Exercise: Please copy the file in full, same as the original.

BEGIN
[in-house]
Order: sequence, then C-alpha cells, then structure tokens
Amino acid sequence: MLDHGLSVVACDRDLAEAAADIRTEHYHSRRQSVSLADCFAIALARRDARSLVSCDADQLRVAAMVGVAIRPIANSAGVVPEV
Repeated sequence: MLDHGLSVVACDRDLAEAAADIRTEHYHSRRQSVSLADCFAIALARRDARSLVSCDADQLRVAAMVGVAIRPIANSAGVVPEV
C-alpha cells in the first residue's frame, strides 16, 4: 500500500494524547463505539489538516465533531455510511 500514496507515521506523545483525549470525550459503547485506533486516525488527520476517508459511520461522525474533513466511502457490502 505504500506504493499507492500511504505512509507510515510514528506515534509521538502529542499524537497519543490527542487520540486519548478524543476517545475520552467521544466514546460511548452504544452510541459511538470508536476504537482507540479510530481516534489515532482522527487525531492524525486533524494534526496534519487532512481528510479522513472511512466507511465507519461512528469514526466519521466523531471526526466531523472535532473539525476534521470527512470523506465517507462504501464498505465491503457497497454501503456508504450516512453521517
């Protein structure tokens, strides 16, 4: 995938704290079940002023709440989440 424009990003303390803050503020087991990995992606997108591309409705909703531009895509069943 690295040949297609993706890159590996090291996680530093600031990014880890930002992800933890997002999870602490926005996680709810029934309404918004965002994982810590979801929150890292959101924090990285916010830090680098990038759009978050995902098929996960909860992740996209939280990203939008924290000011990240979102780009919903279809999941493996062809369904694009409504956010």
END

[in-house]
Order: sequence, then C-alpha cells, then structure tokens
Amino acid sequence: MLDHGLSVVACDRDLAEAAADIRTEHYHSRRQSVSLADCFAIALARRDARSLVSCDADQLRVAAMVGVAIRPIANSAGVVPEV
Repeated sequence: MLDHGLSVVACDRDLAEAAADIRTEHYHSRRQSVSLADCFAIALARRDARSLVSCDADQLRVAAMVGVAIRPIANSAGVVPEV
C-alpha cells in the first residue's frame, strides 16, 4: 500500500494524547463505539489538516465533531455510511 500514496507515521506523545483525549470525550459503547485506533486516525488527520476517508459511520461522525474533513466511502457490502 505504500506504493499507492500511504505512509507510515510514528506515534509521538502529542499524537497519543490527542487520540486519548478524543476517545475520552467521544466514546460511548452504544452510541459511538470508536476504537482507540479510530481516534489515532482522527487525531492524525486533524494534526496534519487532512481528510479522513472511512466507511465507519461512528469514526466519521466523531471526526466531523472535532473539525476534521470527512470523506465517507462504501464498505465491503457497497454501503456508504450516512453521517
């Protein structure tokens, strides 16, 4: 995938704290079940002023709440989440 424009990003303390803050503020087991990995992606997108591309409705909703531009895509069943 690295040949297609993706890159590996090291996680530093600031990014880890930002992800933890997002999870602490926005996680709810029934309404918004965002994982810590979801929150890292959101924090990285916010830090680098990038759009978050995902098929996960909860992740996209939280990203939008924290000011990240979102780009919903279809999941493996062809369904694009409504956010």